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Photo by Mary Whalen
Photo by Mary Whalen
1998 awardee, Haslett (Ingham County), black ash basket maker
Born in 1927 and raised in Rosebush, Anna Crampton (Saginaw Chippewa/Grand River Ottawa) is an enrolled member of the Saginaw Chippewa Tribe. She is a highly respected elder of the tribe located in Mt. Pleasant and a regular participant in pow wows and other Native American cultural and social events. Anna relocated to the Lansing area in the late 1940s and is currently on the board of Nokomis Learning Center in Okemos.
Anna learned basketmaking primarily from her parents, Michael and Eliza Jane Peters Neyome; Eliza learned in turn from her mother and grandmother who were also basketmakers. Because the children in the Neyome home grew up watching their parents make baskets, Anna and "all my brothers and sisters all knew how to do basket weaving. And the women that my brothers married, they also learned from my mother." (1)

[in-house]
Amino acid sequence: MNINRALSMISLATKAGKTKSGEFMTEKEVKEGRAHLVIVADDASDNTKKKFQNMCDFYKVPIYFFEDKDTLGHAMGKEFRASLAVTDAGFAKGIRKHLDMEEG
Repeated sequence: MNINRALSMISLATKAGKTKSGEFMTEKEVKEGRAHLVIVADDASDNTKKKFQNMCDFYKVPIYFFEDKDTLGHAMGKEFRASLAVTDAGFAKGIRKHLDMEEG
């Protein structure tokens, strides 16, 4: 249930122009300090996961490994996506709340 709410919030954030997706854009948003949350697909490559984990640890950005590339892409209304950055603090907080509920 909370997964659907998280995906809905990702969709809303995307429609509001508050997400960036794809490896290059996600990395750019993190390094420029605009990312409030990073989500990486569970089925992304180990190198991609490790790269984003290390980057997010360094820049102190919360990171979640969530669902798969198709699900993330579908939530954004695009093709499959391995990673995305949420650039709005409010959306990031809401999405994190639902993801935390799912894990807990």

Anna spends much of her time demonstrating the art of black ash basketweaving. In her teaching, she practices the same techniques and styles used by both her mother and grandmother. Three of her children make baskets, including Marclay who, with Anna, attended the 1997 Southwest Native Basketmakers Gathering in Arizona. For many years, Anna's husband, John, has assisted by pounding the ash and accompanying Anna to basketmaking events.
Anna has worked hard to maintain Native American traditional arts, striving to locate new markets and strengthen the network of communication between artists. She was involved in the formation of the Great Lakes Indian Artists Association and in "Sisters of the Great Lakes," a project of the Nokomis Learning Center. She has been a participant in the Festival of Michigan Folklife, a master artist in the Michigan Traditional Arts Apprenticeship Program, and a primary force in the first Great Lakes Basket and Quillbox Makers Gathering held August 1997, in East Lansing.
Throughout Michigan, Anna's black ash basketweaving is highly praised. Her willingness to share her expertise has contributed to her notoriety. She continues to remain involved in the artistic traditions of her native heritage, attempting to maintain and perpetuate them by teaching young people.
(1) Crampton, Anna. Audio recorded interview with Betsy Adler at the Great Lakes Indian Basket and Boxmakers Gathering, East Lansing, Michigan. August 1997.
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